Another farming community in Al Doraa also reported an attack by Apache helicopters at 4pm on Saturday. Atta Jassim died when a missile hit his house. Moen, his eight-year-old son had multiple bowel and intestinal injuries from shrapnel: part of his intestine had been removed. His six-year-old brother Ali and mother Hana were also injured by shrapnel.
Saad Shalash Aday is another farmer, from Al Mahmoodia in South Baghdad. He had a fractured leg and multiple shrapnel wounds including a ruptured spleen, perforated caecum, colon and small bowel, abdominal and leg wounds. Two of his brothers, Mohammed and Mobden, were also injured and ten year old twin boys Ahmed and Daha Assan were killed in the same house when a bomb exploded two or three metres from the building. The doctor, Dr Ahmed Abdullah, said two other men were killed in the same attack around 6pm yesterday (Tuesday): Kherifa Mohammed Jebur, a 35 year old farmer and another man whose name nobody present knew.
Eight houses and four cars were destroyed and cows, sheep and dogs were killed. The eyewitnesses described two bombs, each causing an explosion in the air, and cylindrical containers – cluster bombs, some of which exploded on the ground. Others did not explode. The two explosions were about 300 metres apart, with a few minutes between them. From first hearing the plane overhead until the second explosion, they estimated, took about 10 minutes.
“Is this democracy?” the men demanded to know, gathered by Saad’s bed. “Is this what America is bringing to Iraq?”
At 9 this morning a group of caravans was hit with cluster bombs, according to the doctors. A tiny boy lay in terrible pain in the hospital, a tube draining blood from his chest, which was pierced by shrapnel. They said he was eight, but he looked maybe five. The doctors were testing for abdominal damage as well. I’m not sure whether he knew yet, or could understand, that his mother was killed instantly and his five sisters and two brothers were not yet found. His father had gone to bring blood for him and his uncle, Dia, was with him.
Rusol Ammar, a skinny ten year old girl with startling eyes, flinched occasionally when breathing hurt her – she had multiple injuries from glass and shrapnel, as well as a fractured hand. Dr Ahmed explained that, at the velocity caused by an explosion, even a grain of sand could cause injury to a child Rusol’s size. They weren’t yet sure what was in her chest.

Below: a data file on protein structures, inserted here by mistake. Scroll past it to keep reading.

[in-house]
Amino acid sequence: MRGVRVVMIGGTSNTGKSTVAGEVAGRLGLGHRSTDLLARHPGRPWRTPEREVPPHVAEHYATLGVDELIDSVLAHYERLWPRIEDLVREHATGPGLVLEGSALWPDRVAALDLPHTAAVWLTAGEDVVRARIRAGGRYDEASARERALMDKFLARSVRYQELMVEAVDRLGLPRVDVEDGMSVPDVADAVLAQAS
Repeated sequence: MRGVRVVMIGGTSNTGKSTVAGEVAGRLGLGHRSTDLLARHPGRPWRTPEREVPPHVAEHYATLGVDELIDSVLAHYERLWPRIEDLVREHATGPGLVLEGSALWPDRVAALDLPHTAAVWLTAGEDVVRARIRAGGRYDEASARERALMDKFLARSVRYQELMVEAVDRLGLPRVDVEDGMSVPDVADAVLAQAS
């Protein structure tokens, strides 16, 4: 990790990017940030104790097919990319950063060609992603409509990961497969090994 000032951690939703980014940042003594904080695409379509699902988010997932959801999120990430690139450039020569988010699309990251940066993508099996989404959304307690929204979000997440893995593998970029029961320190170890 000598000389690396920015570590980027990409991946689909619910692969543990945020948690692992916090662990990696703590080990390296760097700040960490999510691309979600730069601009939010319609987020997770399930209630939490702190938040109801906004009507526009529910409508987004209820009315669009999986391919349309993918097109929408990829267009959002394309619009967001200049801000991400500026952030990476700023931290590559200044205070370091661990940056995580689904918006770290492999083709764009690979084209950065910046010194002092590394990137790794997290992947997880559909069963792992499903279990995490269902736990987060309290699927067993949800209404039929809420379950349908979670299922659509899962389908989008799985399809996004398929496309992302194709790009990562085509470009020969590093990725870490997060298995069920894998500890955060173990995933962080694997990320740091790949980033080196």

Her dad said something hit their street and exploded. They were in their house and tried to close the door against the fireball but the windows blew in and the glass and shrapnel flew everywhere. His other children were unhurt. Rusol smiled the most gorgeous smile when we told her how brave she is, and that it will give courage to children everywhere when we tell them how brave she is.
Her dad asked the same question we’d heard before. “Is this democracy?”
Dr Ahmed is Syrian but has lived and worked 27 years in Iraq. He wasn’t working yesterday but estimated about 30 casualties came into Al Yarmouk hospital. That’s just one hospital and yesterday was a fairly light day of bombing. It makes no sense for me to speculate about the plans and intentions of the US/UK military, because I don’t know, but several incidents of attacks on farms have been reported to us.
Farms are not a legitimate target, even if you want to land your helicopter on them. From the legal perspective, the presence of a military objective within a civilian area or population does not deprive the population of its civilian character, even if you can call landing a helicopter a military objective. You cannot bomb an area of civilian houses knowing that people in the vicinity are likely to be hurt by flying glass and shrapnel.
More than that though, more than the illegality of it, this is wrong. It’s desperately, horrifyingly, achingly wrong. I don’t mean this to be a casualty list, never mind a body count – I couldn’t even begin and I’ve no intention of describing blood and gore to you, but take this as an illustration, as a small picture of what’s happening to people here, of what war means.
The internet connection is down today. I don’t know whether it’s because of the sandstorm or the bomb damage or the attempt to control information. Phone lines are moody even within Baghdad. The Iraqi TV station was hit last night. Friends in the south of the city said there was no water or electricity when they woke up.